At some point in the not-too-distant future, this may evolve into a wiki or something similar. But, until then, here's the basic orientation you need to start causing trouble in your SiS scripts folder.
SiS is written in Lua 5.2... ish.
The script files used by SiS are written in a variant of Lua 5.2 Specifically, they use a version of the language that has a number of parser hacks, these allow common shorthands (like '+=') and less common shorthands (like '?.') along with some straight up unique shorthands (like '!.'). If you don't know Lua, the cannonical reference guide is the Third Edition of Programming in Lua (PiL). However, the assorted shorthands and other parser quirks used in SiS are currently only documented on my personal page on the Lua user's wiki.
SiS is designed for live-coding
Stars in Shadow supports a “developer mode”, which allows the game to request that any running copy of Visual Studio open up a particular file, and then jump to a particular line of code. When “developer mode” is on, you can ctrl-left click on most of the text in the game to jump directly to the line of the lua scripts where said text is defined. The live-editing features then often (but not always) cause edits made to those text blocks to immediately show up in the game.
Similarly -- when an error message pops up in game, clicking on one of the lines shown in the stack trace should take you to the offending lua script.
This means that even if all you’re going to do is edit the game script files, working with Visual Studio is much more convenient than working with any other editor. Of course, MSVS is a bit of a monster to download and setup.
Setting up Visual Studio
Both the engine and the scripts in SiS are developed using Visual Studio 2013. Visual Studio 2013 is free for small independent developers and hobbyists -- and if you're a modder, you're in that category :) Visual Studio is also fairly extensible -- and there are a couple SiS-specific extensions that you'll either need, or benifit from, when hacking around in the source.
- OpenHint: This is the most critical addon -- it allows communication between visual studio and any running copy of SiS. Unzip it, then follow the instructions in README.txt.
- BabeLua: This is a moderatly hacked version of the BabeLua source -- it provides fairly nice Lua syntax highlighting -- and it can handle most (but not quite all) of the quirks of my modified Lua parser properly.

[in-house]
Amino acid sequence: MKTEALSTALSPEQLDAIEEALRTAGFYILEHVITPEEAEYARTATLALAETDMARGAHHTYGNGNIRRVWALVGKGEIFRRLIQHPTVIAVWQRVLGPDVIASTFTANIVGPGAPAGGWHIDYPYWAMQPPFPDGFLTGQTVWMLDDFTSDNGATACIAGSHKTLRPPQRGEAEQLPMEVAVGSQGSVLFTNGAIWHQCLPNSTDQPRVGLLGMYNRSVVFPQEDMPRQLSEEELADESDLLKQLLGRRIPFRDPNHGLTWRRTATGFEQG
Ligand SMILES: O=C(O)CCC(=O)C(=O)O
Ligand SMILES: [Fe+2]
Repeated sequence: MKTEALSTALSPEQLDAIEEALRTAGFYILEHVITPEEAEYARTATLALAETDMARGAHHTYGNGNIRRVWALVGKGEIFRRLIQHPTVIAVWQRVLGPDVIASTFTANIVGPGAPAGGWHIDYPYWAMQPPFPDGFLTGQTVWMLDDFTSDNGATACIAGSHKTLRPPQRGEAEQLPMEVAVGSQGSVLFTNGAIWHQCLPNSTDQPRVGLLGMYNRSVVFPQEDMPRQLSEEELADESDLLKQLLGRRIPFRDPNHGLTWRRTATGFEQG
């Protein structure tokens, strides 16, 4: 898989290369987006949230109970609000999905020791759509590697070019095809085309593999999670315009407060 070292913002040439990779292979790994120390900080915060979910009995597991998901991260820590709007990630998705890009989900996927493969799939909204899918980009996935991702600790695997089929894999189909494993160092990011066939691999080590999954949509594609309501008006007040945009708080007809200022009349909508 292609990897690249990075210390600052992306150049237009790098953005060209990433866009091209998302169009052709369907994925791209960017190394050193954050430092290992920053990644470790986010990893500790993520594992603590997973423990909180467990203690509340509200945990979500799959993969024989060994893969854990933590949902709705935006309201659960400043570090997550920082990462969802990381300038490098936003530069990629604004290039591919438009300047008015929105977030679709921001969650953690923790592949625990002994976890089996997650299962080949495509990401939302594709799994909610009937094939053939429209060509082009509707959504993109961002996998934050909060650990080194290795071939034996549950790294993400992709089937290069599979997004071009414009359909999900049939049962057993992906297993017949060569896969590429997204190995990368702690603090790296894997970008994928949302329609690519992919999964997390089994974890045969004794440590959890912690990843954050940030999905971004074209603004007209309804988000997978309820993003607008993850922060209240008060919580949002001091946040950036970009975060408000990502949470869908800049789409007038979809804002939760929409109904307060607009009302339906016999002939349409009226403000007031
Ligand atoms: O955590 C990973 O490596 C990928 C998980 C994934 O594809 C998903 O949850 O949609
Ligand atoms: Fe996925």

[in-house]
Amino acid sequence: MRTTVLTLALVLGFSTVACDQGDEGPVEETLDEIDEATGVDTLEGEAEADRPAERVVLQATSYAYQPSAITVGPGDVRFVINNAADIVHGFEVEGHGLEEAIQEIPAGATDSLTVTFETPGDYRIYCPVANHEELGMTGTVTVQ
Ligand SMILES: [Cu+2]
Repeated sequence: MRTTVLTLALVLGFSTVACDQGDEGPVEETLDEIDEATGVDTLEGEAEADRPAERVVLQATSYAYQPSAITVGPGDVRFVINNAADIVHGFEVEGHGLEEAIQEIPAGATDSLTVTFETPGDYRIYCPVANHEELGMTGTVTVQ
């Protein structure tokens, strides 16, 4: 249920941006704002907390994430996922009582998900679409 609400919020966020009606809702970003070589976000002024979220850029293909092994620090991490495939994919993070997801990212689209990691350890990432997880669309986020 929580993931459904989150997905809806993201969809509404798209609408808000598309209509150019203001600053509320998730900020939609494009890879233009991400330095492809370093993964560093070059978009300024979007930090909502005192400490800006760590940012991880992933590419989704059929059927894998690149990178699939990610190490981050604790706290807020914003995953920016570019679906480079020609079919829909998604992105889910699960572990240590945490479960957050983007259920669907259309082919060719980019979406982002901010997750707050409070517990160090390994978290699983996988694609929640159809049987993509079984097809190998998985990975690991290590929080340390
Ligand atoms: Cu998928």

- Word Wrapping: Gets you my crude implementation of word-wrapping inside Lua comments and multi-line string definitions. It’s a bit buggy, but, usable, and it can help keep text definitions inside scripts readable.
- SvenBar: A quick and dirty navigation bar for SiS Lua files. It's occasionally useful.
- DPack: A huge multiuse extension that has one feature I can’t live without -- a file browser that lets you quickly navigate to any source file by entering in a partial file name. Once DPack is installed, you can access the DPack file browser under TOOLS -> DPACK -> File Browser -> All Files. You can (and should) hotkey this file option by creating a new entry in TOOLS -> Options -> Environment -> Keyboard that maps the shortcut of your choice to Tools.DPack.FileBrowser.AllFiles. (I use Ctrl+O).
Setting up SiS
Inside your root Stars in Shadow directory (the same one that contains sis.exe) create a files called 'show_hidden_options.bool' (the contents don't matter). Then launch sis.exe. Open up the options pane, and click on the title text that says "Options". The pane should switch modes, and display "Developer Options". The most important of these is "visual studio dev hooks". Turn that on -- then exit the game.
To use SiS and Visual Studio together, you'll need a Visual Studio project that contains all the SiS script files. Creating such a project is a bit awkward. You can try using this project created by me (on 09/21/2016). But to get a fresh copy, the fastest method I know of is to:
- Create a new solution, containing an empty C++ project.
- In explorer, navigate to the Stars in Shadow Lua State directory. In the search bar, type *.lua. You should get a list of 500+ files. Highlight them all, then drag and drop into your empty c++ project. You should now have a project file containing 500+ unorganized lua files.
- Save the project, then launch sis.exe. Start a new game, and in the race selection screen, ctrl-click on one of the race's background text. If RACES.lua opens in visual studio, congrats, the setup appears to be successful!
- Test live coding -- change the description of the race you're editing to something funnier. If everything is working, your new text will appear in game immediately after you save the file.
Extra Hotkeys and Hidden Features
In your game's root directory, open README.txt. It contains documentation on some of the hidden options (like "ai dev"). It also includes a little info on hotkeys like F1 (open debug log) which will be important parts of your modding experience. When the live-coding features reload an edited lua file, the file "chunk" executes immediately -- and any 'print' or 'console' commands that are executed will emit debugging information to the debug log.
sis.exe recognizes a couple different command-line options. For the purposes of modding, the most important of these is '-noupdate', which will stop the updater from running automatically any time a new build is posted. If you're actively editing scripts, you won't want the updater to overwrite what you've done, so creating a custom shortcut that launches sis.exe using the -noupdate option is certainly a good idea. If you start working on any non-trivial mods, you'll also almost certainly want to setup a versioning control system to keep the changes posts by the updater separate from any change-sets of your own. SiS has no version control helpers at this time -- though if there's demand for it, I might be able to hack together some helpers for git users.